Published by F.B Owen of the Royal Library (Teignmouth) and The Homestead Association (London) in 1901, 126 pages. Hardback - c.16.5cm by 21.5cm (A10VWSO)
Includes a loose lead map titled 'Teignmouth and its surroundings', which is stored in a pocket on the inside rear cover.
From the preface: Nobody reads a Preface. This affords a writer the opportunity of saying what he likes, confident of being able to ease his mind by expressing opinions which will not affect anyone else. I trust that among the many who annually visit Teignmouth, some will find pleasure in reading the following pages. I am also sanguine enough to believe that much of the information will be new to the residents. Teignmouth has been stigmatized as a place that has no interests, an assertion that I hope this little book will go far to disprove. Personally I should never find arty spot uninteresting where all nature lay before me "under the open sky," but we can only see for ourselves what we have the gift of seeing. We are also fortunately capable of having our eyes opened, and if I have managed to display some hitherto unobserved attractions of Teignmouth I shall be well satisfied.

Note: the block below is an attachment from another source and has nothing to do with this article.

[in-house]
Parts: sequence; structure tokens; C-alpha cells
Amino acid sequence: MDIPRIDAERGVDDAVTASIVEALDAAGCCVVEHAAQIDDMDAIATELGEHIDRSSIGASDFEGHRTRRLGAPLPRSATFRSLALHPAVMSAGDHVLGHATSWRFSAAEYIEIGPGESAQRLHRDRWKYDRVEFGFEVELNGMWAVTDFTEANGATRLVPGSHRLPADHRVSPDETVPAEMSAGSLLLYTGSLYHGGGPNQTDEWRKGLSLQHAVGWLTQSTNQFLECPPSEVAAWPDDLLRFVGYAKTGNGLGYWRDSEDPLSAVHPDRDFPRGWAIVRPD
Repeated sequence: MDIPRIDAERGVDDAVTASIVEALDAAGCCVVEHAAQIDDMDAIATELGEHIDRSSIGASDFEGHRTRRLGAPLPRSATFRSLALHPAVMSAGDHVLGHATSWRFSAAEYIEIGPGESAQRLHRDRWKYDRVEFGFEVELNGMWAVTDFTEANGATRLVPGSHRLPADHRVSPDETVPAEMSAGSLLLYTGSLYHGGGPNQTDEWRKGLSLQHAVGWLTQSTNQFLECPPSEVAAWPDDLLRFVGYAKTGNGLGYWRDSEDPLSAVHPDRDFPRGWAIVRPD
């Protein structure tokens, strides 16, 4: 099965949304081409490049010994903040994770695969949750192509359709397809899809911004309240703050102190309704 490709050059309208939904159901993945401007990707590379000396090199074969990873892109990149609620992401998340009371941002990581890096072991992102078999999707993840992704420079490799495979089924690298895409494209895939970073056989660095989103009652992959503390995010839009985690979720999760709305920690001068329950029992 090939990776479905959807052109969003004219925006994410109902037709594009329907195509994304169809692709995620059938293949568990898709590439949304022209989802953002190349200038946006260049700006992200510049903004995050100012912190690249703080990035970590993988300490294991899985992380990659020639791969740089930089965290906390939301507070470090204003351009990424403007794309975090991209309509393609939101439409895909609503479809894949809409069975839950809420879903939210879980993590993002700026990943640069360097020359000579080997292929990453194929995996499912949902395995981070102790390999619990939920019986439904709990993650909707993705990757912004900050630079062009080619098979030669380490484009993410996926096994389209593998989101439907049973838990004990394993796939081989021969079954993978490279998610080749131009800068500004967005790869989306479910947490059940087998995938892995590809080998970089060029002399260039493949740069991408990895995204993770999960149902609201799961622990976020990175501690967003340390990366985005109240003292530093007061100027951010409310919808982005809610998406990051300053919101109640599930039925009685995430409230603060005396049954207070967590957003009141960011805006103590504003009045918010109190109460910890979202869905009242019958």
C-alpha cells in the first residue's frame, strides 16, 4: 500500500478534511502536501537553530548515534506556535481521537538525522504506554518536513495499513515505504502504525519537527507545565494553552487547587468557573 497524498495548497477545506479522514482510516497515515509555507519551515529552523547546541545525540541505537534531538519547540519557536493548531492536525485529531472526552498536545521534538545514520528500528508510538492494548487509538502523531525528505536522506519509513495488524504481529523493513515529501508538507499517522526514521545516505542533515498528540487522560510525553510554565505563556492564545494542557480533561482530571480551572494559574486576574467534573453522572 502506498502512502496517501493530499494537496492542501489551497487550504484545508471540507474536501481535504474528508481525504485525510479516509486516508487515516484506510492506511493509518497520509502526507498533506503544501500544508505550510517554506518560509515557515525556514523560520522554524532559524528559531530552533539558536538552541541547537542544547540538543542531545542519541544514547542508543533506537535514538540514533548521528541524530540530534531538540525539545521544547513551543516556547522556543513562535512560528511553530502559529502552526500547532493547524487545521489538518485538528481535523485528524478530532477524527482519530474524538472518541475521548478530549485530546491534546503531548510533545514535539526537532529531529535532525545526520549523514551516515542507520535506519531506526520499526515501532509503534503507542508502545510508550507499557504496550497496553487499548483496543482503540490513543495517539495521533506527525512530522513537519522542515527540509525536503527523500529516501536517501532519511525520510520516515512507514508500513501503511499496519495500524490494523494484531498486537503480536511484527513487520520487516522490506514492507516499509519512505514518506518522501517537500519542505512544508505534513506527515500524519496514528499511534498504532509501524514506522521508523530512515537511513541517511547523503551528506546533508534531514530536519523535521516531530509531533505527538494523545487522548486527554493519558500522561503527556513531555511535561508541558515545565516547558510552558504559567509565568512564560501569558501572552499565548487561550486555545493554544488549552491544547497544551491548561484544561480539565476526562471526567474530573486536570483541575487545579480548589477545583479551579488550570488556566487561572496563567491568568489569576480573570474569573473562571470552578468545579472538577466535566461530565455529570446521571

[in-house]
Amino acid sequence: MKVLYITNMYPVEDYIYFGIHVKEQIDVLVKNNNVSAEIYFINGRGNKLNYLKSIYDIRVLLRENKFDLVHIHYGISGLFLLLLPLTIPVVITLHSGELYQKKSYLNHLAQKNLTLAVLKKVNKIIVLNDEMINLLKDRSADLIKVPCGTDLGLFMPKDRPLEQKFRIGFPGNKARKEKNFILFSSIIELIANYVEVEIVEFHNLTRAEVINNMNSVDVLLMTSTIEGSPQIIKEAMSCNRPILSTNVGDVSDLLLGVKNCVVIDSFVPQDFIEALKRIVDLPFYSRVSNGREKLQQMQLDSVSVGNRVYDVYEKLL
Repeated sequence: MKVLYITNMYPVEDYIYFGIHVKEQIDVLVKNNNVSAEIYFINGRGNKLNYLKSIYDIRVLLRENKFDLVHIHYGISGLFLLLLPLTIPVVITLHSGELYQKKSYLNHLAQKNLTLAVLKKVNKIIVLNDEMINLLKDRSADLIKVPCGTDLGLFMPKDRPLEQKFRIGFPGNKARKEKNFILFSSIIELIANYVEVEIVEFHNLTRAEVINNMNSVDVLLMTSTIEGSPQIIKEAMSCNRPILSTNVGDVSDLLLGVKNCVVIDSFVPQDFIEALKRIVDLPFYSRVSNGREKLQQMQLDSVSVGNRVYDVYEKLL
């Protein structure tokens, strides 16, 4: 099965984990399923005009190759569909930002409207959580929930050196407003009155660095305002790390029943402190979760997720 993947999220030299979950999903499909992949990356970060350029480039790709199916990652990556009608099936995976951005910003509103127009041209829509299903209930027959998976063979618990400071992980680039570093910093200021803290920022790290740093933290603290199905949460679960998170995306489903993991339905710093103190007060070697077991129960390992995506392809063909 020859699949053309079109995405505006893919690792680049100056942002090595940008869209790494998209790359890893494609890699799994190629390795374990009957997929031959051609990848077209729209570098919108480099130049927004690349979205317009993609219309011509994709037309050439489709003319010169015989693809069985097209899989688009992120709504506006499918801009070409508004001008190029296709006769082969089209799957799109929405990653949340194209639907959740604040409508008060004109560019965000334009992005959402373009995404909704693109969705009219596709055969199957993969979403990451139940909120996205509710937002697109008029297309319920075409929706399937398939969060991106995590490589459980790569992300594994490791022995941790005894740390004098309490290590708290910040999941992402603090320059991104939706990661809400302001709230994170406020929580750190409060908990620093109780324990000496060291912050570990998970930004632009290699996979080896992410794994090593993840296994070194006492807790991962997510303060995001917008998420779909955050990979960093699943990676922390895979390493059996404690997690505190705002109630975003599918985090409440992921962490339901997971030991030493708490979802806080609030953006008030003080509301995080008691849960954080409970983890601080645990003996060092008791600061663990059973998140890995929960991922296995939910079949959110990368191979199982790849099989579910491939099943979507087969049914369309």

But I am no local patriot, and it is impossible to study the history of our town without a mingling of regret and indignation that during past centuries more has been done to destroy past interests than to make present ones. Especially is it to be lamented that one charming site after another passes into the hands of those whose only idea of benefiting by the soil is to load it with as many small houses as possible. Suffering from a regrettable lack of energy in some directions, Teignmouth has too much misdirected energy in others. One is fain to cry, "In vain with lavish kindness, are Natnre's beauties strown, The builder in his blindness, Thinks but of wood and stone"...
The condition of the book is generally ok. The green cover boards have several scuffs and blemishes, and light bumping and wear along the edges and corners, but the spine is intact and all pages are intact, unblemished and tightly bound. The inside pages have yellowing throughout, and there is a name in pen in the top right hand corner of the first inside page.